For the NRFU or phone version, do the answer choices include a "Refusal", "Other - write in" so interviewers can collect responses other than Male or Female?   

    I haven't been able to find an interviewer manual or imputation description in the technical documents for ACS or Decennial Census. 



  • Hi Ana,

    In general, it's important for respondents to understand the difference between sex (what we ask) and gender (what we don't ask, currently).  These concepts are often conflated, but they are not the same.  Sex (male or female) is a complex biological concept that deals with anatomy, hormones, and genetics.  Gender is a social construct that ascribes certain behaviors and other cultural norms to the terms "masculine" and "feminine."  "Non-binary" is a term that deals with gender identity and those concepts of masculinity and femininity (the "binary").  Non-binary does not relate to sex--people who are male can have a feminine gender identity, a masculine identity, an identity somewhere in-between or completely distinct from the two, or a more fluid identity.  Same for female.
    I'm not sure if you are actually referencing "non-binary" or if your question is more general about persons who don't identify as distinctly male or female.  The term "intersex" describes a constellation of conditions that results in persons who are not clearly biologically male or female.  Currently, we do not have a way for respondents to indicate that they are intersex on the ACS (or any other Census Bureau surveys or the Census), but it is on our list of potential future topics for research.  Our current guidance is that respondents should respond either male or female based on their best current identification of their sex (not gender). Respondents are free to respond however they wish based on how they currently identify.  The sex question is designed--like most ACS questions--to measure the current state, not a state at some point in the past.
    Respondents should know that they should not mark both the male and female boxes on the ACS.  This will result in missing data, which means the Census Bureau will assign an answer for them based on other information we have, the same as for any other question.  As far as how assignment and imputation for sex works, this is not a simple answer.  The procedure for assigning or imputing sex when missing is intertwined with age and relationship.  However, in general, we can say that we do our best to use other information provided for the household to fill in missing data for sex.  Examples include first name, which is highly correlated with sex, or relationship.  Our research indicates that sex is one of the most accurately imputed variables on the ACS, but imputation is still no substitute for an answer provided by a respondent.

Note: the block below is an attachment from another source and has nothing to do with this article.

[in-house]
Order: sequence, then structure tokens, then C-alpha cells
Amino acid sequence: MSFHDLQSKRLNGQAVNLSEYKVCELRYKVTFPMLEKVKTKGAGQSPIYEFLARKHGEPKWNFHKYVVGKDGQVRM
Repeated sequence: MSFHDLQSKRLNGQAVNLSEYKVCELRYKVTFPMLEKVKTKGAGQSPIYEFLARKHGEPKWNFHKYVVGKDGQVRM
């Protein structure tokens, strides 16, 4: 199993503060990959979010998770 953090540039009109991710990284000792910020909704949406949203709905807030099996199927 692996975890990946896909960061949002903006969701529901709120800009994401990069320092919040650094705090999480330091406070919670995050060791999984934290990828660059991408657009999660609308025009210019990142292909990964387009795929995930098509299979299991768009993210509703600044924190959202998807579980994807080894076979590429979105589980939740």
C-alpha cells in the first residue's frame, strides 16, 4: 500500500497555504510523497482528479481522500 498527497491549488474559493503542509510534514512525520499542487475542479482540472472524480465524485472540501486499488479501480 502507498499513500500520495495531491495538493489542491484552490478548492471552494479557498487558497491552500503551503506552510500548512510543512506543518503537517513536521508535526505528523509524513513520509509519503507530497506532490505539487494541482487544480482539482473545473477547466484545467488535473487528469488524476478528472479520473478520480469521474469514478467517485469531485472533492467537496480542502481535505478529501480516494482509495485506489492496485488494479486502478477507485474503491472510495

I hope this helps!
  • Thanks Caleb. I appreciate the explanation and walking me through the details.

    I am specifically referring to the "sex" question with the Male/Female choices as asked in the ACS / Decennial Census today. Even though most respondents probably select Male/Female, there would be a subset that would not so my main ask is to understand in more detail how the Census handles these scenarios real time ---- especially during NRFU in person interview / or the phone version of the ACS. Does the CATI or CAPI version include a Refuse/DK or write in choice so the interview is able to proceed with the survey when respondents do not pick MALE OR FEMALE?

    In terms of missing data.... Is there anyone at the Census you would recommend me to contact to get more details on the imputation model used for the sex question today beyond what you have describe in your last paragraph. I was looking for a technical reference of the imputation specifications but was not able to locate it in the Census website.

    Thanks in advance for you guidance here.